PDD-NOS Symptoms Simple Ways To Identify Signs And Help Your Child

Here is an article about PDD-NOS posted on Ezine Articles by Abhishek Agarwal. Here is the link:


My comments are in Blue.

Pervasive Developmental Disorder Not Otherwise Specified (PDD-NOS) is a diagnosis given to a child who has some signs of autism, but not all. PDD-NOS is usually diagnosed in toddlers, but can be seen earlier. Children with developmental delays will be checked out to see if they have autism, but can be diagnosed with Pervasive Developmental Disorder Not Otherwise Specified, which is milder than autism.

Children with PDD-NOS will show different symptoms. All children grow at a different rate so the symptoms vary with every child. Children with PDD-NOS could have problems with social interaction and issues communicating with parents and peers. Definitely true. Cohen doesn’t really interact with us in a normal fashion.  He really does what he wants and pushes us to follow or do what he needs.  Sometimes he will interact with us.  Example: We will get out the play-do and he will play with it but will do it on his own.  If I try to interact with him he doesn’t really take notice.  Sometimes he might show us or get us to look at him but there is not two-way communication. These are two of the problems children with PDD-NOS can show.

When a child has delays in social skills, they can show it at a very early age. Babies won’t make eye contact or cuddle. This is hard for parent’s to deal with so you should talk to your child’s doctor if you notice any of these problems. As the children get older they might enjoy playing by themselves and have no problems not interacting with children their own age. They will have no problem separating from their parents and no problem talking to strangers. We probably started to notice Cohen not making eye contact around 20 months.  There were definitely signs that he was not developing at the rate he should.  He didn’t walk until 16 months, he didn’t talk a lot, and he was definitely content playing by himself.

Children with a milder form of PDD-NOS can have different forms of social problems. Some children want friends, but don’t know how to make them because of their social problems. As the children get older, they usually become closer to their parents and others that are around often, but don’t know how to make new friends and interact with new people.

Speaking and communicating is a problem with some children with Pervasive Developmental Disorder Not Otherwise Specified. Unfortunately, this isn’t something that is noticed until the child starts getting older. As babies, they may not babble and parents might find this a blessing not dealing with a noisy baby. However, as they get older they won’t speak. On occasion a baby will pick up one word and just repeat it. This will be the only word they say and won’t learn anything new. This is definitely the case with Cohen.  He talks when he wants.  If you don’t give him something he will either say what it is or cry, point, and make sounds until you give it to him.  For example, if he wants the TV on, he will say TV, TV, TV, over and over until you turn it on.  Or if you take something away he will definitely go after that toy and wait there until you give it to him.  It will usually take 5-10 minutes for him to stop or something major to change his focus.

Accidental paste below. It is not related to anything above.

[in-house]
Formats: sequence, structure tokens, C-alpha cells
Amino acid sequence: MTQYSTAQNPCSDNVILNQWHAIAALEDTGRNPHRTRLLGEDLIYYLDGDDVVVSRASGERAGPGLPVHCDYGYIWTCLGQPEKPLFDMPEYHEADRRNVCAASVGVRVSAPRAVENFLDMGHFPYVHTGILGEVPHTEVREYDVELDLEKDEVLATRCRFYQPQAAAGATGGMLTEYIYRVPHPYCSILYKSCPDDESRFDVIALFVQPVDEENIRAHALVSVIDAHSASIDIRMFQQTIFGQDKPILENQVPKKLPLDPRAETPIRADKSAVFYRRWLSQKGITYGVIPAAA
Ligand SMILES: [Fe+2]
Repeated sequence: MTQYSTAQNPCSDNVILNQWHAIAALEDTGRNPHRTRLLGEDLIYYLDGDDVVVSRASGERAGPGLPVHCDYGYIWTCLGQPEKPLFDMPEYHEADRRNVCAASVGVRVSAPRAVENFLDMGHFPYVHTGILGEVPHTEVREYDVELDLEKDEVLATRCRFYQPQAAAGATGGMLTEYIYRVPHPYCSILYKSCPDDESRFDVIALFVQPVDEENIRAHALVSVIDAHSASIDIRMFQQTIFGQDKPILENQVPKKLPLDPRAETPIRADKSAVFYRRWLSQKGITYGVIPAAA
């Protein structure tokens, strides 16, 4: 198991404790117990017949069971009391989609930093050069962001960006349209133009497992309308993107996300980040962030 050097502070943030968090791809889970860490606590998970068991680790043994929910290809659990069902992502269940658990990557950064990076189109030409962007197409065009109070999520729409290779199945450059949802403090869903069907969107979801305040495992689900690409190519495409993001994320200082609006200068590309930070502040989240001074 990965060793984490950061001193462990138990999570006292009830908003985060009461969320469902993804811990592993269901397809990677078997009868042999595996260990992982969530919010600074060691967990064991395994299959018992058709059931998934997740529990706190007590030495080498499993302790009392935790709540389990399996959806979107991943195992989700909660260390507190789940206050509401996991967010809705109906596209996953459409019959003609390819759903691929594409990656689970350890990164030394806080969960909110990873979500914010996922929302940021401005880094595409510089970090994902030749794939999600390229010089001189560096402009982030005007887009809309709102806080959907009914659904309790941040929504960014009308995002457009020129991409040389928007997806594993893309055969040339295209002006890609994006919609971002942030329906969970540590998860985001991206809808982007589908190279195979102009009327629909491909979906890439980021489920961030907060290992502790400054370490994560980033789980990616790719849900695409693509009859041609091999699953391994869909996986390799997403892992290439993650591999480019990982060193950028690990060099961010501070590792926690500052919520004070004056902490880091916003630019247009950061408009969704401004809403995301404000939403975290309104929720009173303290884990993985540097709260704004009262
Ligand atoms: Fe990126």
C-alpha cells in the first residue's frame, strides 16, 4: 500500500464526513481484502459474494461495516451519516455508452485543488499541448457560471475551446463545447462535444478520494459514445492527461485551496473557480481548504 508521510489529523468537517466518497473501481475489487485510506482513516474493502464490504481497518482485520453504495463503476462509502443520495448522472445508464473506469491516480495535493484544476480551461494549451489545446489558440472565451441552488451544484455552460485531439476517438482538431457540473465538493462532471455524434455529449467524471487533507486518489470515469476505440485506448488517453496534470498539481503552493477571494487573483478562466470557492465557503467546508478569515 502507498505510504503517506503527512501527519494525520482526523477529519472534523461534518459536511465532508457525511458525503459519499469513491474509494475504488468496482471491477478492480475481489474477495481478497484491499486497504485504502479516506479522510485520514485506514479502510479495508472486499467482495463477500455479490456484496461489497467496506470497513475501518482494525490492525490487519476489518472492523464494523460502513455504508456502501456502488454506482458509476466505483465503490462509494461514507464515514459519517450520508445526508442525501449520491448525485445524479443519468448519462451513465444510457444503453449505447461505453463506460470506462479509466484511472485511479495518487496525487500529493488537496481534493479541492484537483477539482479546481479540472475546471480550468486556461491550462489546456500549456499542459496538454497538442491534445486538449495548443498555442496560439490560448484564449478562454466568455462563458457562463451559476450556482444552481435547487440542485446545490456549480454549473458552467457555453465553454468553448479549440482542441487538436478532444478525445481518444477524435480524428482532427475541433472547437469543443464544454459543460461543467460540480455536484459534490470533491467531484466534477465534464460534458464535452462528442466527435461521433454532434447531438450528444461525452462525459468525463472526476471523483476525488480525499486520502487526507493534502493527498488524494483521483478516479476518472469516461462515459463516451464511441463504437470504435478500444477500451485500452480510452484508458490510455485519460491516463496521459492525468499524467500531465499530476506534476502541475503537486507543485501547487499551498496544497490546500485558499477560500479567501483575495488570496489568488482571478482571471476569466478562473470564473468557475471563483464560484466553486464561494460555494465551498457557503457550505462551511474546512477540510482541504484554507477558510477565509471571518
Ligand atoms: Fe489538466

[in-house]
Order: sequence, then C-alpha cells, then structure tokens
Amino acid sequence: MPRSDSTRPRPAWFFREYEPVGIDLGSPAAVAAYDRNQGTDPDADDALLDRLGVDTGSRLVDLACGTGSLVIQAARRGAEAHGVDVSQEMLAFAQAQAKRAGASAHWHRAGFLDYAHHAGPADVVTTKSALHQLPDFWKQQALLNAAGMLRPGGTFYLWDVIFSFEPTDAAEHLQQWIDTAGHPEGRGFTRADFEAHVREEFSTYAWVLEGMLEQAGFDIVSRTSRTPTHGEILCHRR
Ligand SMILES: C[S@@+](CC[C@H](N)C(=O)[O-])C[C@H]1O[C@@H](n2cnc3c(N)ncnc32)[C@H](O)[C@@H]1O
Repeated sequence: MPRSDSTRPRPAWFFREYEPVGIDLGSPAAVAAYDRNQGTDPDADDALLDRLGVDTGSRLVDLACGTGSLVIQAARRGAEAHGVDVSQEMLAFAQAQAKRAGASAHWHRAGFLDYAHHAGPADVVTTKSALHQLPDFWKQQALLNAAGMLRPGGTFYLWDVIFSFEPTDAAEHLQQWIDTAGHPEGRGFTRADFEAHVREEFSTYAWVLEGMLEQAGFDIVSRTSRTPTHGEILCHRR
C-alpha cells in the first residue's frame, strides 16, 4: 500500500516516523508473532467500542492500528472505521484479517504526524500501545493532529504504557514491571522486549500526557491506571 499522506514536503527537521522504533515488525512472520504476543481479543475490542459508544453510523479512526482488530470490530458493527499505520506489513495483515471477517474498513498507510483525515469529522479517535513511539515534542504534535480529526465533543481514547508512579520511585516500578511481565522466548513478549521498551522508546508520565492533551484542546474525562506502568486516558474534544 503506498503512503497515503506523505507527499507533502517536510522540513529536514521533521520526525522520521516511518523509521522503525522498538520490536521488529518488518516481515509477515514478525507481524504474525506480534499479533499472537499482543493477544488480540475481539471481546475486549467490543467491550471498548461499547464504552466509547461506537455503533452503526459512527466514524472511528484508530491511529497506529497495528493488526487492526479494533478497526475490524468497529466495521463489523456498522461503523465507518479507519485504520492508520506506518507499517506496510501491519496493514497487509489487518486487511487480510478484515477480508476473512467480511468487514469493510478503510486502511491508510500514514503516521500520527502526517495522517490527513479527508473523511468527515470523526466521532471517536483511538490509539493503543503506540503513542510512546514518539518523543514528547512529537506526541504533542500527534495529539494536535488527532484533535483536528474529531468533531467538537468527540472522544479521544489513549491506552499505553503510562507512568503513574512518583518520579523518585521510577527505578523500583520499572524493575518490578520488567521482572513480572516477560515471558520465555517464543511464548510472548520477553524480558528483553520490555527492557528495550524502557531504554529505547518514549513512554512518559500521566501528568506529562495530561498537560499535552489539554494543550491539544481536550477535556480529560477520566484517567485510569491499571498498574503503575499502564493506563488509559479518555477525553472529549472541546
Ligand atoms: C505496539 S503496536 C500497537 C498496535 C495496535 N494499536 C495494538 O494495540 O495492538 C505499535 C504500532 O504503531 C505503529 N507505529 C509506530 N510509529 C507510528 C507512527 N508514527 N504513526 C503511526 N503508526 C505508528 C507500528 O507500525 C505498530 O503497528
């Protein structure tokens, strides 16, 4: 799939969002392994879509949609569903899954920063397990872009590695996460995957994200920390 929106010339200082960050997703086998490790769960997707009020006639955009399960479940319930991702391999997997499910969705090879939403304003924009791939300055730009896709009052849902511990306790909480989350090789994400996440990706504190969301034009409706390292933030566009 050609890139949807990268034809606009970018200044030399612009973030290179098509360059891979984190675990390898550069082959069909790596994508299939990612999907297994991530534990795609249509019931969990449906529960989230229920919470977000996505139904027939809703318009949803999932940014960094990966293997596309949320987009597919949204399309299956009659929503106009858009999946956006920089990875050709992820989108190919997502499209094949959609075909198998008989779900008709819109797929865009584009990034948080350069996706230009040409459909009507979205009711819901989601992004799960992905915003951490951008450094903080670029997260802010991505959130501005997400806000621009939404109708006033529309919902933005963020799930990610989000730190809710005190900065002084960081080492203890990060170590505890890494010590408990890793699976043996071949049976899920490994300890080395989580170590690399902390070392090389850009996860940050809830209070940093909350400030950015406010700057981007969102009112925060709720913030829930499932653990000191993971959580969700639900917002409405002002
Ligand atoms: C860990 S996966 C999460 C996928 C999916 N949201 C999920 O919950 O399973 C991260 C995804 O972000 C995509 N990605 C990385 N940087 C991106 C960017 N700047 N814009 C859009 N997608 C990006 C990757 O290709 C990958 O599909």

There are more problems than just learning how to speak. Children with PDD-NOS can have a tough time learning new words, but they will also have a difficult time picking up facial expressions and tone of voice. They won’t understand when someone is joking or being sarcastic. They take words literally. Children with PDD-NOS have to learn the distinction between these issues. Maybe every two-three weeks Cohen will learn a new word and say it but he won’t repeat it. Cohen seems to have a pretty good sense of humor but I don’t think he’s old enough yet to understand jokes.

Another problem in people with PDD-NOS is dwelling on a certain subject. They will keep talking about the thing they are into and not talk about anything else.

Emotions may be difficult for children with PDD-NOS to show. They tend to be indifferent, but when they do show emotions it’s usually to the extreme. These children have outbursts and throw temper tantrums. However, this is also pronounced with sadness, happiness and fear. Any emotion will be pronounced.

These are two of the main symptoms children will show if they have Pervasive Developmental Disorder Not Otherwise Specified. Talk to a doctor if you notice any these conditions to get further tests.

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